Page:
If your kids are still toddlers, you probably have the time to enjoy meals together as a family. Soon enough though, they’ll get involved in sports, art class, religious school, and the list goes on and on. The more kids you have involved in things, the harder it becomes to carve out a half hour for dinner when everyone can be included. It’s really hard sometimes, but you must make a family meal a priority.
Research has proven that kids who eat family meals do better in school and are less involved in dangerous behaviors. The time spent talking, debating, and even arguing over the dinner table, helps forge stronger relationships. When you show that you are interested in what your kids have to say, you will be amazed at the things they choose to share. Not only will you learn more about them, and them about you, but you get the chance to demonstrate that you value their opinions.
I pulled this off the Department of Health and Human Services Website:
*By eating with your children, it is more likely that meals will be healthier and more balanced.
*Compared to teens that have frequent family dinners, those who rarely have family dinners are three-and-a-half times more likely to have abused prescription drugs or an illegal drug other than marijuana.
*Girls who have five or more meals a week with their families are one-third less likely to develop unhealthy eating habits, which can range from skipping meals to full-fledged anorexia or abusing diet pills.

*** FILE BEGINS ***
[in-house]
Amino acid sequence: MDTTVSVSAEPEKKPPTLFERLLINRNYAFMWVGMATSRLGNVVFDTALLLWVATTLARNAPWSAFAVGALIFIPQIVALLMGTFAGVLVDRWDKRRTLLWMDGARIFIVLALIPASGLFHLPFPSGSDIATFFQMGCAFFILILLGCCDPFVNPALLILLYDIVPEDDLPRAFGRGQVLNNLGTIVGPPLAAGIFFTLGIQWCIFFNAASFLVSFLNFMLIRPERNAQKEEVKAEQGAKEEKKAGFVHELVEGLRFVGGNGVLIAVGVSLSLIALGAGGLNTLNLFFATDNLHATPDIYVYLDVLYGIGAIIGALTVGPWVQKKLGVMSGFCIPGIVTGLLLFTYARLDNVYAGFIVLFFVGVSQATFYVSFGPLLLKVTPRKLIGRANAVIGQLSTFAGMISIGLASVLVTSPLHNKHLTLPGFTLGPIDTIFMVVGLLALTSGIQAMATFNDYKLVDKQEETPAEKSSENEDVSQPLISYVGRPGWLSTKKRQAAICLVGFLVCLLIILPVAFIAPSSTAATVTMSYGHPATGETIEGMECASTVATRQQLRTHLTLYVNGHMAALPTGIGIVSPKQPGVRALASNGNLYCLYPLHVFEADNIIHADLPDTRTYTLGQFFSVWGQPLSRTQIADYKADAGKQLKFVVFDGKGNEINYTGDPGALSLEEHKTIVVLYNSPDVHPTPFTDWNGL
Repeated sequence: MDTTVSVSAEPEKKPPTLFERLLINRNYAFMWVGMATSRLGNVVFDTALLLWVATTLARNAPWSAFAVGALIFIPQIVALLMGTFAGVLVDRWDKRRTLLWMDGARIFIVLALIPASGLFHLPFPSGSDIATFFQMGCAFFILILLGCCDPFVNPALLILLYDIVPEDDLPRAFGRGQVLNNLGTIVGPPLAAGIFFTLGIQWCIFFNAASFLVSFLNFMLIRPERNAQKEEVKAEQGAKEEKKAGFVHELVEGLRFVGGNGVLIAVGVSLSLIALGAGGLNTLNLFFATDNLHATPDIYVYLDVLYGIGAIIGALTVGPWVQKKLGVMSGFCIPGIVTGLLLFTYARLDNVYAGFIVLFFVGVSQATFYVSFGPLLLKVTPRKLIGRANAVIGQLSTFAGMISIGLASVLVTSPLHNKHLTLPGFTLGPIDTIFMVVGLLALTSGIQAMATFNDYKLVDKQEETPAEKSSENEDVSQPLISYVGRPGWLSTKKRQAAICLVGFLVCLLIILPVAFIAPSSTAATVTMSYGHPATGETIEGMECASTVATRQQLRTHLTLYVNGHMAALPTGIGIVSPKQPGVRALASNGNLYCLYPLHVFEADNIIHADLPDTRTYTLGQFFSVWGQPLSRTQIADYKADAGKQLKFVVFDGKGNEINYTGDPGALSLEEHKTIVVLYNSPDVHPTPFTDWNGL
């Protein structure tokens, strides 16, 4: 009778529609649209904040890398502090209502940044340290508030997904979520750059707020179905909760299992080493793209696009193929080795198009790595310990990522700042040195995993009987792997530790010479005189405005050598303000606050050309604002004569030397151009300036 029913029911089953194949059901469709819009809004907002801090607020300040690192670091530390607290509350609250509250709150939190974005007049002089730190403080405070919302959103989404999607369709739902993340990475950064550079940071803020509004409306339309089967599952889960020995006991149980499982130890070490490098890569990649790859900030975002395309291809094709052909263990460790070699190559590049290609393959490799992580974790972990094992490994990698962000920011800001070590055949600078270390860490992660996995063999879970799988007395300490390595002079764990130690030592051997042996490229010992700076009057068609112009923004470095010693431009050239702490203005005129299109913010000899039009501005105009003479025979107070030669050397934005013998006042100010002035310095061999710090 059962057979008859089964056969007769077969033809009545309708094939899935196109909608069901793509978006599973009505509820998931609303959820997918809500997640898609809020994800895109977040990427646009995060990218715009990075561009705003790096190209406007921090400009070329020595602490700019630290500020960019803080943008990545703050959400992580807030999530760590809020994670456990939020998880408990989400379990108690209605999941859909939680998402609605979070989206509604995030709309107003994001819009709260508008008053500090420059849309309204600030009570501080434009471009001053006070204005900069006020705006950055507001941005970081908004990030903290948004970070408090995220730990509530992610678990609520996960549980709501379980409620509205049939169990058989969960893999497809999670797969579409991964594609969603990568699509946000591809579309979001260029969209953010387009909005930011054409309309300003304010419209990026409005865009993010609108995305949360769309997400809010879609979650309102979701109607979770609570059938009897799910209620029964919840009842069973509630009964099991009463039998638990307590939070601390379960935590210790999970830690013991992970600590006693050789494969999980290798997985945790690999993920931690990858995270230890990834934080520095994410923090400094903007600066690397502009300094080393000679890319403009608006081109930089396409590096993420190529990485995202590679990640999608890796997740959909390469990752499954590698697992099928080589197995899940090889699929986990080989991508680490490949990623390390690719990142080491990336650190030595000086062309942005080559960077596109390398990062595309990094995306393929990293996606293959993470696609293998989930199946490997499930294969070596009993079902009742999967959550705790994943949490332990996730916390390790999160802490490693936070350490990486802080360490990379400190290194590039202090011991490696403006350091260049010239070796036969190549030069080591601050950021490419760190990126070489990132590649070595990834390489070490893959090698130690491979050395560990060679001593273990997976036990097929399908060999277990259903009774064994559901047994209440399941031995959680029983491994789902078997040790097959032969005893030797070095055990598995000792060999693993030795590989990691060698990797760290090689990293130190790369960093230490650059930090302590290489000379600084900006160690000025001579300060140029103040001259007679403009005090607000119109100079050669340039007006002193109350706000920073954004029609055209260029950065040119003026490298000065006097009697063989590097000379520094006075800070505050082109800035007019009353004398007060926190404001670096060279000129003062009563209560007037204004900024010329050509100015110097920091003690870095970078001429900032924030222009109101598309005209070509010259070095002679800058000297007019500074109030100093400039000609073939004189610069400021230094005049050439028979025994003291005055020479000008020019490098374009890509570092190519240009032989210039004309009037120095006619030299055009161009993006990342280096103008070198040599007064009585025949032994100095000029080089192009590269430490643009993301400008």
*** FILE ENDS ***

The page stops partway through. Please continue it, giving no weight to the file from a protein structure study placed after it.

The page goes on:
*Parental influence and involvement is an important tool in preventing substance abuse. Regularly sitting down for a meal with your children is one way to connect with them and be involved with what is happening in their lives.
What Should We Talk About?
*Ask everyone to share their favorite part or biggest challenge of the day.
Plan and then let the kids pick tasks for the next day's menu, preparation, and cleanup.
*Exchange memories about your favorite family pastimes.
*Discuss an activity the family can do together and then put it on the calendar.
*Talk with your children about a book they are reading or a movie they have seen. It might turn into a family book club or a regular movie and popcorn night!
*Ask the kids about their classes, homework, teachers, and upcoming assignments. Find out if they would like your help or want to brainstorm on an assignment.
The importance of regular family activities to share ideas and find out "what's happening" is a great way for a parent to be involved, discuss rules, monitor activities and friends, and be a good role model. The benefits of eating together will last long after your meal ends, especially if you make family mealtimes a regular activity. Take the family meal off the endangered species list and move it back to the VIP list!